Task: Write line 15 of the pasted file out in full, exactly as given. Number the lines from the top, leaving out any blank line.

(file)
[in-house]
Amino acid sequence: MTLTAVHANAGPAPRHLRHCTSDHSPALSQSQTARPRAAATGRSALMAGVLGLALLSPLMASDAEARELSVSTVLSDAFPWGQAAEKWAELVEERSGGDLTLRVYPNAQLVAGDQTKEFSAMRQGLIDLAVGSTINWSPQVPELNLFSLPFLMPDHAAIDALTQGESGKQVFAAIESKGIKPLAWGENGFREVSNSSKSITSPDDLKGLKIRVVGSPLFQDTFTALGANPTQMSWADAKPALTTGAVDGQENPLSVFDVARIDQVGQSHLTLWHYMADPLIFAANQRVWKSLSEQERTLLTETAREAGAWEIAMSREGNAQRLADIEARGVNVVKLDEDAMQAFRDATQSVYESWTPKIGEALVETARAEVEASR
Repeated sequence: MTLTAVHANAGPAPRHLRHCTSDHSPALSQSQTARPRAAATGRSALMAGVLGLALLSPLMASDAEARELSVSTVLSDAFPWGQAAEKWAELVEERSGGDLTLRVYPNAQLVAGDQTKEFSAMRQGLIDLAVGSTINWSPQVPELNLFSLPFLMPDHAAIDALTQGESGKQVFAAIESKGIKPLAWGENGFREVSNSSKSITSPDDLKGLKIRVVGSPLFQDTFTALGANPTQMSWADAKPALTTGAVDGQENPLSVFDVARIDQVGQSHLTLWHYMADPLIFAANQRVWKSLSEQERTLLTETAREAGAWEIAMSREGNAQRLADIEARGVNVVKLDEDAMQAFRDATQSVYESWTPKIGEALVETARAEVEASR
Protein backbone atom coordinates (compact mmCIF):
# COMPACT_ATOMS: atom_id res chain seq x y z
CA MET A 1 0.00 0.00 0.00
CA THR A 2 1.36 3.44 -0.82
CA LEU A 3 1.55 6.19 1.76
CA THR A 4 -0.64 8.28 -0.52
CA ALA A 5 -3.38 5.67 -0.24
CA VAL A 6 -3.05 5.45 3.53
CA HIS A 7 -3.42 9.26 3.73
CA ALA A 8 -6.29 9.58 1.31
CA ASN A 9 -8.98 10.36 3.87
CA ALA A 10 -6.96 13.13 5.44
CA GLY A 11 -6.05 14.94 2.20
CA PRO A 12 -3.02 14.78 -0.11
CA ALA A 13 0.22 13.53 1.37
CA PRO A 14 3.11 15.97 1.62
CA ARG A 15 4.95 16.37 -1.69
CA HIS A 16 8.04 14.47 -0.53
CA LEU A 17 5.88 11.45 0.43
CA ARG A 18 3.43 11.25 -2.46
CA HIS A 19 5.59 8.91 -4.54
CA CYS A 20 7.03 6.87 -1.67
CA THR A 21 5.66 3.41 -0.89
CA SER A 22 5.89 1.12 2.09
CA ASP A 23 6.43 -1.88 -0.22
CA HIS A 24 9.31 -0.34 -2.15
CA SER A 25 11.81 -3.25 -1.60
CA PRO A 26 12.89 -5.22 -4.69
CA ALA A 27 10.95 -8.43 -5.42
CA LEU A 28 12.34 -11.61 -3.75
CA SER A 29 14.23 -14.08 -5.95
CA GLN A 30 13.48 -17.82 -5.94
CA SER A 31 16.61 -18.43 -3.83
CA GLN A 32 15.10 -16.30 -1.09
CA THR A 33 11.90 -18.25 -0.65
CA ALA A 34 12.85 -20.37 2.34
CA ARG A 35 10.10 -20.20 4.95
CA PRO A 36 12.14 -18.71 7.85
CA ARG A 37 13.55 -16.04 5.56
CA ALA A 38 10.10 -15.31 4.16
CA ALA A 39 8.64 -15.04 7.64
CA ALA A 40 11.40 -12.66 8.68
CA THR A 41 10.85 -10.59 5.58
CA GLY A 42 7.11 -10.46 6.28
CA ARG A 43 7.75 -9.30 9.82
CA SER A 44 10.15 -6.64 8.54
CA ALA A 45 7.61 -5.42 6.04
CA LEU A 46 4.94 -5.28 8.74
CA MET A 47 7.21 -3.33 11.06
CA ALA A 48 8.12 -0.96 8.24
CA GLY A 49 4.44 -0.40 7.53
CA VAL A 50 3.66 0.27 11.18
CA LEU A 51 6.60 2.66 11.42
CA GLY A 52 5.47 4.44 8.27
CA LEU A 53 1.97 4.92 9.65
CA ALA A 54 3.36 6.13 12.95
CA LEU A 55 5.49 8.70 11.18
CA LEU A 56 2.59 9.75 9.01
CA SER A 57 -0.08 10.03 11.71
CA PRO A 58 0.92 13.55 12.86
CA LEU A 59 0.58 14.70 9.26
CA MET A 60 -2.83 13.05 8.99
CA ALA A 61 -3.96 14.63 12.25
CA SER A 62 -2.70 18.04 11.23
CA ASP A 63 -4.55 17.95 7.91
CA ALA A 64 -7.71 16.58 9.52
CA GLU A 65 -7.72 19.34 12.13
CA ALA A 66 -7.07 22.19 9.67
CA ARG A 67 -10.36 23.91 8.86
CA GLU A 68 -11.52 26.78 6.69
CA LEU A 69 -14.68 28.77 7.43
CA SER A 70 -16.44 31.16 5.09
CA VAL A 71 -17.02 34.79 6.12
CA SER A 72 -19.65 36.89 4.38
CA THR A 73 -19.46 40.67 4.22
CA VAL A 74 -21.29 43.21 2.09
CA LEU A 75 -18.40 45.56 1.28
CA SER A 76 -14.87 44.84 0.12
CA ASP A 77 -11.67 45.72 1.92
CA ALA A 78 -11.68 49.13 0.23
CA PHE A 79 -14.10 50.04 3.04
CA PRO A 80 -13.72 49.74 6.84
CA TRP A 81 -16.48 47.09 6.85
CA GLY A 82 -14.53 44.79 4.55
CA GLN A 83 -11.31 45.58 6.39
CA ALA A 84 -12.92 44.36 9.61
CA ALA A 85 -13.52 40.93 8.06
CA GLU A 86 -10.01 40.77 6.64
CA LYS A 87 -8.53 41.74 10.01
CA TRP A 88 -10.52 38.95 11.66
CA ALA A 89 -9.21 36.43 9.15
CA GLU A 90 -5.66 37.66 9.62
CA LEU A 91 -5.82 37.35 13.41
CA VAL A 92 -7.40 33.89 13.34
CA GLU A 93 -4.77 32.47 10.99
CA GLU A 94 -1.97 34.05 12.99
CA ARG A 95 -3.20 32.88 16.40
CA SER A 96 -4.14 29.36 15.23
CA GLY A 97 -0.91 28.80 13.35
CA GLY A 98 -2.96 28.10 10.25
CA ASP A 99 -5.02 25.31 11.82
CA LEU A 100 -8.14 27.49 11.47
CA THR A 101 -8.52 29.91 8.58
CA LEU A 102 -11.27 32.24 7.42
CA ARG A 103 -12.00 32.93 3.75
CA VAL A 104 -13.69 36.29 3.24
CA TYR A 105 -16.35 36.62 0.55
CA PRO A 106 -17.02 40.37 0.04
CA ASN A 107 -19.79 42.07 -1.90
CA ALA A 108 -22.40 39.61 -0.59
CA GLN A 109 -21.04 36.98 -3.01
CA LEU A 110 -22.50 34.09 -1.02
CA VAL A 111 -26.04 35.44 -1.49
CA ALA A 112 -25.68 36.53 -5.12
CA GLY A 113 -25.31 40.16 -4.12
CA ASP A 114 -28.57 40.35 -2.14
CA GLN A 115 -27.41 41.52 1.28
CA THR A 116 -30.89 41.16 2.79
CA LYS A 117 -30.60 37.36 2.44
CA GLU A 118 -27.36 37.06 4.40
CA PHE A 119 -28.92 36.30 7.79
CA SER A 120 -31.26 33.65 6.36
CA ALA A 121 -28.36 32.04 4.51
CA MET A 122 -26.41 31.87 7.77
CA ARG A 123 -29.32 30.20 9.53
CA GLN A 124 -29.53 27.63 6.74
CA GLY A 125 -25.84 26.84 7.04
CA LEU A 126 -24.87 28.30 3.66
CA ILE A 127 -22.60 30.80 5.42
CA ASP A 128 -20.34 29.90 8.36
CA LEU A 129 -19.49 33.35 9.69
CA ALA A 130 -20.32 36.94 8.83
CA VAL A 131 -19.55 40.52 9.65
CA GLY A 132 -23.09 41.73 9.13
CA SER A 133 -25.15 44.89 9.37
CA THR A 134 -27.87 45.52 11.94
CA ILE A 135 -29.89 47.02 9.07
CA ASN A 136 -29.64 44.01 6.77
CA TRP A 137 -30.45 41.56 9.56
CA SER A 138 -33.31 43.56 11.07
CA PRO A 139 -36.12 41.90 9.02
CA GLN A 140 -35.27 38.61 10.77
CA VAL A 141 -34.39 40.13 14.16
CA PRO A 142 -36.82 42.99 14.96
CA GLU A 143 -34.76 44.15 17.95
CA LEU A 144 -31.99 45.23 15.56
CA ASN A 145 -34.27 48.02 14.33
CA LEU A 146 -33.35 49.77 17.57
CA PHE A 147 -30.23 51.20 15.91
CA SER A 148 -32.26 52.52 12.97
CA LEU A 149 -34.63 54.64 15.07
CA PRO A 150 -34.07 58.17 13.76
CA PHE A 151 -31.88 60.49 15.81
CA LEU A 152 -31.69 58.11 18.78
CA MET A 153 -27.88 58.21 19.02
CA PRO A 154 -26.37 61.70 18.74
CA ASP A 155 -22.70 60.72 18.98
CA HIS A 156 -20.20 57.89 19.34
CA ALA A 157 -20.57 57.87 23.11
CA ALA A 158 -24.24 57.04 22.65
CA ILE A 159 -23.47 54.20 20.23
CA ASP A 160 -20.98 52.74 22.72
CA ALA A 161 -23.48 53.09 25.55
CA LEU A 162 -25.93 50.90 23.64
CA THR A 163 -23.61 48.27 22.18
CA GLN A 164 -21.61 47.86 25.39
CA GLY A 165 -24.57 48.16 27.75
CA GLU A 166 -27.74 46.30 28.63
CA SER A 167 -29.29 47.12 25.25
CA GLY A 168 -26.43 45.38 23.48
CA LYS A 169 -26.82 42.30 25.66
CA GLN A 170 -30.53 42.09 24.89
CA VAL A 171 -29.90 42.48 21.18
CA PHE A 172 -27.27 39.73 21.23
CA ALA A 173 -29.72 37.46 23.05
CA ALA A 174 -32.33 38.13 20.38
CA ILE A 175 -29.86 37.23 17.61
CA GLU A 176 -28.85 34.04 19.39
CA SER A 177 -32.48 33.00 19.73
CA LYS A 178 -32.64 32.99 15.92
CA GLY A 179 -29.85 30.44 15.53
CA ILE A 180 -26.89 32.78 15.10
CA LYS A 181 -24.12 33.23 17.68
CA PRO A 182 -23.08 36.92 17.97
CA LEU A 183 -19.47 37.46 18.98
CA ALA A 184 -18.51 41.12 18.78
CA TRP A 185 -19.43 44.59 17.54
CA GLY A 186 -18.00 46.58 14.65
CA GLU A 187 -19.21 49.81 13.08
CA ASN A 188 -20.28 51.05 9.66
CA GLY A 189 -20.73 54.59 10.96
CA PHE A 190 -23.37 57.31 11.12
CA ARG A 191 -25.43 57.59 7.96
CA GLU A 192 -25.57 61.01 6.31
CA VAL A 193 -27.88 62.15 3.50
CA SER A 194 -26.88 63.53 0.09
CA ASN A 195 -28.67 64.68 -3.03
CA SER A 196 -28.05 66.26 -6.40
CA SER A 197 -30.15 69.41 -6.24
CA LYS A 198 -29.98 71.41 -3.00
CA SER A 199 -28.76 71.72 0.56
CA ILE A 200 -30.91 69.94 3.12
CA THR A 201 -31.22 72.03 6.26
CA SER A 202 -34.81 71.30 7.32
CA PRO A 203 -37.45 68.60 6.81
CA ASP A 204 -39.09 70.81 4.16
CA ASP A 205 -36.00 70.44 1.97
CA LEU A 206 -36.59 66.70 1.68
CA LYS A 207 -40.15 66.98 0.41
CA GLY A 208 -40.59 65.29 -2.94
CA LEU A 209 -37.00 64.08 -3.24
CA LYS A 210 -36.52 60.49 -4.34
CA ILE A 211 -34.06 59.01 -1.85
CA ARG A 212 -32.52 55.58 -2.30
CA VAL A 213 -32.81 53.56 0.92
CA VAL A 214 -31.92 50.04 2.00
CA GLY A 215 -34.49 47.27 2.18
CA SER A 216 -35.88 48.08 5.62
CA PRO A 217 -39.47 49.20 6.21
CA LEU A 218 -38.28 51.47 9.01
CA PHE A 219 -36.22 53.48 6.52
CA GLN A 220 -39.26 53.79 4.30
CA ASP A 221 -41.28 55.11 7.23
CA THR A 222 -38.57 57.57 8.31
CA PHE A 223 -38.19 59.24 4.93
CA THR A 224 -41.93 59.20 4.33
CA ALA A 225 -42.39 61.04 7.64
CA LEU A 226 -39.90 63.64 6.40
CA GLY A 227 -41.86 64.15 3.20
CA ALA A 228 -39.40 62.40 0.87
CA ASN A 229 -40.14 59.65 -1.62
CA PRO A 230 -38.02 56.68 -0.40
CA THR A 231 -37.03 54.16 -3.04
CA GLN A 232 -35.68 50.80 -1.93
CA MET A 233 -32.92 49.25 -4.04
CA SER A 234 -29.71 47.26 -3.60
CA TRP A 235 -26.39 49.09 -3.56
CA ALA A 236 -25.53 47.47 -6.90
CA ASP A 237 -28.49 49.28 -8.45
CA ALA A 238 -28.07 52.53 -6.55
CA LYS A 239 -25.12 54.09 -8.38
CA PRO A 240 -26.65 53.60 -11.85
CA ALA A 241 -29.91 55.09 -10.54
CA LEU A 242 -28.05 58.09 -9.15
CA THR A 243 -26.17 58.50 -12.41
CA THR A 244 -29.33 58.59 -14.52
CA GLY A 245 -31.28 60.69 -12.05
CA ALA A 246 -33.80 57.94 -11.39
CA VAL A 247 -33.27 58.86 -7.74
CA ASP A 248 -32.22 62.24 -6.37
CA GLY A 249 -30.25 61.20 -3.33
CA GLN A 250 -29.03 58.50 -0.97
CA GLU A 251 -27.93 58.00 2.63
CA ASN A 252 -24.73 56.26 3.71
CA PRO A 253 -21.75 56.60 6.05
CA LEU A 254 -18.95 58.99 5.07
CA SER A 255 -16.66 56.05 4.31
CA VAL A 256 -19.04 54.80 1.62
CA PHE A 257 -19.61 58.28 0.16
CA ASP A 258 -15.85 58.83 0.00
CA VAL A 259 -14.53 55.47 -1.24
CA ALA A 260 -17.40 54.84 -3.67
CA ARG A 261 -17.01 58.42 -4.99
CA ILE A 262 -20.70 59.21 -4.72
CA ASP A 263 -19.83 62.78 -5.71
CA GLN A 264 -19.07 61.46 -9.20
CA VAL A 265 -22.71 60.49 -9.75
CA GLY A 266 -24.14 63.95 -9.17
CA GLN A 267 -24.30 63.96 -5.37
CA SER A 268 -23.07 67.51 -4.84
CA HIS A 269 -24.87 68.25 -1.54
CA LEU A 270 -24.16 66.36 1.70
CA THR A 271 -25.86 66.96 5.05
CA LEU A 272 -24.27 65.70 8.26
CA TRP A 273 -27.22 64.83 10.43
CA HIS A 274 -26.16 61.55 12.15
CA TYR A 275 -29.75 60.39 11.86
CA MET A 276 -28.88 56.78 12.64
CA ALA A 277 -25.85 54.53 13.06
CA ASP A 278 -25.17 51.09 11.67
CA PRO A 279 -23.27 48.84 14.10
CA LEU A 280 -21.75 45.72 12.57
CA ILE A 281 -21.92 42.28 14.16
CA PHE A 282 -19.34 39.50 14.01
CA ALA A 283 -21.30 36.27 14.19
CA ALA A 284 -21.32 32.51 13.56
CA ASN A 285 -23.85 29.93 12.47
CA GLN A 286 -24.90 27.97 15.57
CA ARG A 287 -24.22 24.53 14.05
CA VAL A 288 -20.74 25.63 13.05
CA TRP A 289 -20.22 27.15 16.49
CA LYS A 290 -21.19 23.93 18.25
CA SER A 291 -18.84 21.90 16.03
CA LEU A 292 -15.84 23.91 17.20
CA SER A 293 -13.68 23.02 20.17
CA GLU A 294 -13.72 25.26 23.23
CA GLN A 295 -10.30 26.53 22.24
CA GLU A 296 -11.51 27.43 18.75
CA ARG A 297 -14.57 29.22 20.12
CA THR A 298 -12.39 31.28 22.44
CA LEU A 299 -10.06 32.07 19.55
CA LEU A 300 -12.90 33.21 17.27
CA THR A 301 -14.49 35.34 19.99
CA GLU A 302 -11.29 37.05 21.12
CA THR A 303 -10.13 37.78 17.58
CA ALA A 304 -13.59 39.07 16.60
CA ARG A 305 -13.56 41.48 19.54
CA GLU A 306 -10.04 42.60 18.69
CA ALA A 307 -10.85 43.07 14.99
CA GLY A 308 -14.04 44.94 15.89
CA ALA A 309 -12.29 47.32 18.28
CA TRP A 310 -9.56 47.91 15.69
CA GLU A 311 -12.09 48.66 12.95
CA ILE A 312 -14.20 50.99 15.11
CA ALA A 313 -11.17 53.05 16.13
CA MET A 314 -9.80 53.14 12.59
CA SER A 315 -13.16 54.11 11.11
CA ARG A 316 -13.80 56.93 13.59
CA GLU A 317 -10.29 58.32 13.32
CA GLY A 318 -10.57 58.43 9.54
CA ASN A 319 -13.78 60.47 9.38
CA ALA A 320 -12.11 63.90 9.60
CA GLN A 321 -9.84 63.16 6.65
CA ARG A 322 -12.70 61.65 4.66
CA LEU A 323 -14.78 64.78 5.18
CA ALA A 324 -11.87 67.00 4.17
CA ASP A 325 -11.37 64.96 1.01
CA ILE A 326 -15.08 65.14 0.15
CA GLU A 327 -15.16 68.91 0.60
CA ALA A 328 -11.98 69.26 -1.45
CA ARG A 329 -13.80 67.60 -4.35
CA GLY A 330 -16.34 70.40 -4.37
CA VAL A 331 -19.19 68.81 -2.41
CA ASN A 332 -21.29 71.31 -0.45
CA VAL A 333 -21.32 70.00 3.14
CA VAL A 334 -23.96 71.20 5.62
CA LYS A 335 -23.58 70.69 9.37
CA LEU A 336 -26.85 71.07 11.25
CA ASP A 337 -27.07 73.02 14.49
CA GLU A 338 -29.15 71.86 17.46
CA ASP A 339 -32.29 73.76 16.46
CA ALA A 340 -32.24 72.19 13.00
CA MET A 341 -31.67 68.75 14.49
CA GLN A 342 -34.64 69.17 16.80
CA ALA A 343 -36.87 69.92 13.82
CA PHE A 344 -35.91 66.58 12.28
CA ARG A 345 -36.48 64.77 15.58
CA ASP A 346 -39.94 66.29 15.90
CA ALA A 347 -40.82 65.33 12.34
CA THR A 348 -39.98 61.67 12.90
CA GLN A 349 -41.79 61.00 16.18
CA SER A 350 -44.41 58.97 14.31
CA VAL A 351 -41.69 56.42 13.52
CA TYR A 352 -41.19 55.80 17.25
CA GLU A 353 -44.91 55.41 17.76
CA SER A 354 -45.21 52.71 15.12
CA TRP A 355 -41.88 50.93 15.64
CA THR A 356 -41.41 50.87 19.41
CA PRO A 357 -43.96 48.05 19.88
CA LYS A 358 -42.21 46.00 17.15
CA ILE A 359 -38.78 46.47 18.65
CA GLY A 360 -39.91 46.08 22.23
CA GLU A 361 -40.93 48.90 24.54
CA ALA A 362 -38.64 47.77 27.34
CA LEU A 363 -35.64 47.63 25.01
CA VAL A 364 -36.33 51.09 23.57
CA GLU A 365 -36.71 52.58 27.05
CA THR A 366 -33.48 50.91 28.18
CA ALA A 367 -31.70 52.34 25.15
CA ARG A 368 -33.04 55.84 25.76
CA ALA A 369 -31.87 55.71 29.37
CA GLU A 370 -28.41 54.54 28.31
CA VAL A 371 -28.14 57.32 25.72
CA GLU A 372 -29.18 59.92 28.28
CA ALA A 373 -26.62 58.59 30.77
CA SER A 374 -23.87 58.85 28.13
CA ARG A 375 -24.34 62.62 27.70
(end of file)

CA ALA A 10 -6.96 13.13 5.44